This difference becomes even more complicated when it involves multi-unit franchisees, who may be area developers or subfranchisors and who may have more than one unit in two or more unaffiliated brands or sectors (think donut or burger franchisees who are also hotel and convenience store franchisees). Not only are there different franchise terms for each of the franchises, there may be different franchisor requirements in the franchise and area development agreements controlling transfer upon retirement, disability, or death of the managing member or members of the multi-unit franchisee...

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Know Thy Bookkeeper: 14 Red Flags For Preventing Fraud »

By Steve LeFever

I've often heard this comment by franchisees: "I keep my own books to save money, but I really hate the process!" Just as often, I've made the following response: "Business owners/managers should do what they do best; focus on making it and selling it."
If you really do hate bookkeeping (and I know I do), there's a predictable outcome: at 10 p.m. on the last day of the month, you'll still have 3 or 4 items you're not sure where to put--so you'll just "shove them in somewhere."
After a few months, your books and records will be riddled with inaccuracies. Since all of my previous articles have focused on using the powerful tools of Profit Mastery to make better, more strategic financial decisions, the lack of accurate financial information will render these financial tools useless because the data you're using is not accurate...

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Are You Financially Literate? »

By Steve Lefever

Review financial statements like a real pro--even if you're not

In our line of work, we see a lot of ugly financial statements. Not ugly in the sense that the business is performing poorly (well, we see some of those too!), but ugly in the sense that they contain glaring bookkeeping errors. We suspect there are several reasons for this. One is the proliferation of software that makes "doing the books yourself" attainable for almost anyone with basic computer skills. Answer a few interactive questions, choose from the drop-down list of industry choices, and you're off and running with your very own profit-and-loss statement. Press a few more buttons, and voilà, instant balance sheet!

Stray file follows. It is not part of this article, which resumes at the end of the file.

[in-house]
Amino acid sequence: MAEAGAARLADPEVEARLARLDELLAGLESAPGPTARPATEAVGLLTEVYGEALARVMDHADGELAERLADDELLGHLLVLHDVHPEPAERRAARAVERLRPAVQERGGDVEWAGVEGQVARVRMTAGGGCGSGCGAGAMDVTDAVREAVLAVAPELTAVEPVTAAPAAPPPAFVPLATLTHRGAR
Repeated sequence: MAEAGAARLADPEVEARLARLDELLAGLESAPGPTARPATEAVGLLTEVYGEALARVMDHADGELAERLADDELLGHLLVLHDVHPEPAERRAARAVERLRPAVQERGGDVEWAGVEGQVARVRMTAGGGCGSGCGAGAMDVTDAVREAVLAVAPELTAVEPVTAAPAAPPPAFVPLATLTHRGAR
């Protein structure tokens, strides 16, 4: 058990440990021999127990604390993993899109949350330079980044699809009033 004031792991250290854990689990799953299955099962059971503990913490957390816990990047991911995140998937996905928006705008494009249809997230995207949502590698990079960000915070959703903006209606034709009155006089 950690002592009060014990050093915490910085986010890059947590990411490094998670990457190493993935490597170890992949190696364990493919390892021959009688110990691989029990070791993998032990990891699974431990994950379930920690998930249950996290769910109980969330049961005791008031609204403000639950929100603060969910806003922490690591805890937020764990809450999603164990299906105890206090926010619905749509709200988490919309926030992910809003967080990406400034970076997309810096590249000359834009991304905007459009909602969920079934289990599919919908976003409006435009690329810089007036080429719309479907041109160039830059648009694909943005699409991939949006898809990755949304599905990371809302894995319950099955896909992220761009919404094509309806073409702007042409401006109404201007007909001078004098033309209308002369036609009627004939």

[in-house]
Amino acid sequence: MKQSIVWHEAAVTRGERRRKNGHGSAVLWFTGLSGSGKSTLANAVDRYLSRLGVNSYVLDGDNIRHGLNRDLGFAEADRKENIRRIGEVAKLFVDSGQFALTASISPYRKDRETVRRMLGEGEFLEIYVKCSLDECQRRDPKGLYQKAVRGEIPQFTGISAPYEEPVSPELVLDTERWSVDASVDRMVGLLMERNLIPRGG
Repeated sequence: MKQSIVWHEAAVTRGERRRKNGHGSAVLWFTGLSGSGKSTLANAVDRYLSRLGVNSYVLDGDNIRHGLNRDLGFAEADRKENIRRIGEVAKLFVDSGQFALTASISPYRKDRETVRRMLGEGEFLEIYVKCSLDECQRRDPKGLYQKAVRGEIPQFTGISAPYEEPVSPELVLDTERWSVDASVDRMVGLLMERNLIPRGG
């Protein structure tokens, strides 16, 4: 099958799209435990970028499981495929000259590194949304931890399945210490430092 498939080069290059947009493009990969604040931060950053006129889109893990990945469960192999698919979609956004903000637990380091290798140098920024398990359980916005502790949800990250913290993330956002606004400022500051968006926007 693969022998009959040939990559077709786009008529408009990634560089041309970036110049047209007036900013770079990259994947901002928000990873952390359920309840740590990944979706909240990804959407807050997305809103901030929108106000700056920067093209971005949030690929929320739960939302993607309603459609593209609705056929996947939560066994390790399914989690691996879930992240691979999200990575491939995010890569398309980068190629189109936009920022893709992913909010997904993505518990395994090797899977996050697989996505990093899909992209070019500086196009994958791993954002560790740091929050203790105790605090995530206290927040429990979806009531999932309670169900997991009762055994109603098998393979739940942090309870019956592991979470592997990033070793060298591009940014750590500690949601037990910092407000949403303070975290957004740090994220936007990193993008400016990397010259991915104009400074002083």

The other reason is that many business owners consult accounting professionals only at year-end to figure out how to reduce taxes...

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Scaling The "Wall Of Worry": Taking Stock Of 2013 To Strengthen Your Portfolio »

By Carol Schleif

October marked an infamous anniversary on Wall Street. Twenty-five years ago, the unthinkable happened when the Dow Jones Industrial Average dropped a record 106 points to end the trading week at just under 2500. The following Monday, now known as "Black Monday," the index shed an additional 508 points in one session. While the day's decline was widely blamed on a newfangled process called "portfolio insurance," it didn't help investor psyches that U.S warships started shelling an Iranian oil platform in the Persian Gulf that very same day.
At the time, given the multitude of concerning events, many high-profile economists, strategists, and media outlets immediately began predicting a global recession and bear market. Interestingly, neither happened...

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2013: Year Of "Crisitunity": Opportunities Abound Amidst Ongoing Change »

By Carol Schleif

In an episode of "The Simpsons," Lisa tells her dad that the Chinese use the same word for both "crisis" and "opportunity"--to which Homer replies, "Yes! Crisitunity!" While many Chinese language experts dispute those prime-time linguistics, I think Homer is onto something.
From a macro standpoint, we're in the midst of massive change everywhere. Laws are being rewritten, regimes are being upended, new technologies are displacing the old, and societal norms reworked at a dizzying pace--much like the systemic shocks induced by such events as the invention of the printing press around 1440, or the driving of the Golden Spike in 1869 that connected West to East through the Transcontinental Railroad.
But in those changes as well as those we face today, opportunities abound...

Feature Story:

Capital Access: Charlie And Judy Divita Have A Second Career In Franchising »

Multi-Unit Franchisee

Charlie and Judy Divita operate six Firehouse Subs in the greater Columbia, S.C., area, including one nestled in the heart of the USC campus.
The couple is now knee-deep into their second career and is making the most of it. Charlie, 69, is a former university full professor and consultant, and Judy, 65, boasts a corporate background of organizational development, training, and human relations. Instead of relaxing into the world of retirement, the couple launched Divita Concepts Group in 2003, eager to put their skills to work as business owners in a way that would offer them more control of their future.
With projected 2012 revenue of $4.5 million, Judy and Charlie always look for novel ways to build business. “The franchise gives you the basic things to put you in business pretty quickly,” says Charlie...